MICROSOFT'S LICKY LOVE-IN with Linux continues, as it announces plans to bring its proprietary exFAT file format to the open-source.
The tech behemoth announced this week that it plans to publish the technical specification for exFAT for the first time, meaning that Linux kernel developers will be able to incorporate it into one of Colonel Kitten's future missions.
exFAT was launched in 2006 as part of Windows CE 6.0, as a replacement for FAT32, aimed at flash drives and memory cards which were burgeoning in popularity at the time thanks to increased capacity and price reduction. However, because Linux users required additional software to run devices formatted this way, its adoption has been limited. Now, Microsoft wants to take its creation to the open-source masses, in order to "facilitate the development of conformant, interoperable implementations".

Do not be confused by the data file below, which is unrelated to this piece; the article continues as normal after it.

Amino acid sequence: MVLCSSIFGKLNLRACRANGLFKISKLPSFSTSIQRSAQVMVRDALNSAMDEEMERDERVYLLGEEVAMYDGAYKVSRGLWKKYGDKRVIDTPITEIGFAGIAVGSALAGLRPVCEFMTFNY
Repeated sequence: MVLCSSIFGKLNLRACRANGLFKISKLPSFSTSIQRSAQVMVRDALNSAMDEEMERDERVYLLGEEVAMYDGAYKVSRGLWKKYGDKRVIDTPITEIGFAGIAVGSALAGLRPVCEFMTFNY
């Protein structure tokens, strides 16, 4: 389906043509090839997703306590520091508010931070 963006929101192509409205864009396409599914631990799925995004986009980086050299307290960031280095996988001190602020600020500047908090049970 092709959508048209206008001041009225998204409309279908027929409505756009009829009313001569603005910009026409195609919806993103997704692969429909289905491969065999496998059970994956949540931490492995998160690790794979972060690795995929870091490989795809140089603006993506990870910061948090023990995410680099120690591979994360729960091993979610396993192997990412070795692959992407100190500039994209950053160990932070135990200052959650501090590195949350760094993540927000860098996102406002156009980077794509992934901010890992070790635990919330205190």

Microsoft has said it hopes that as part of the rollout, exFAT will be accepted at part of the Open Invention Network's definitions of Linux, which would give additional patent protection when the code is used by third party members.
The onus now rests with the Linux community. Although the previously antagonistic relationship has thawed a little under Satya Nadella's stewardship of Microsoft, there's still a proportion of the Linux community that believes that Microsoft is pure evil and as such, may push back on the plans. After all, Microsoft has led the horse to water, but forcing it to drink is another matter.
Linux is now available as a subsystem of Windows 10, something that would have been unthinkable a few years ago, and as a result, some of the biggest Linux distros, including Red Hat and Ubuntu are now available in the Microsoft Store.
Certainly, the addition of exFAT would be hugely beneficial for those running Linux within Windows. The question is, whether the Linux community feel like doing Redmond any favours. μ
OK Google, explain 'imminent disappointment'
We'd have called it Bridget
Investor leverages his $1.2bn stake in PC maker
Social network handed over info in 88 per cent of cases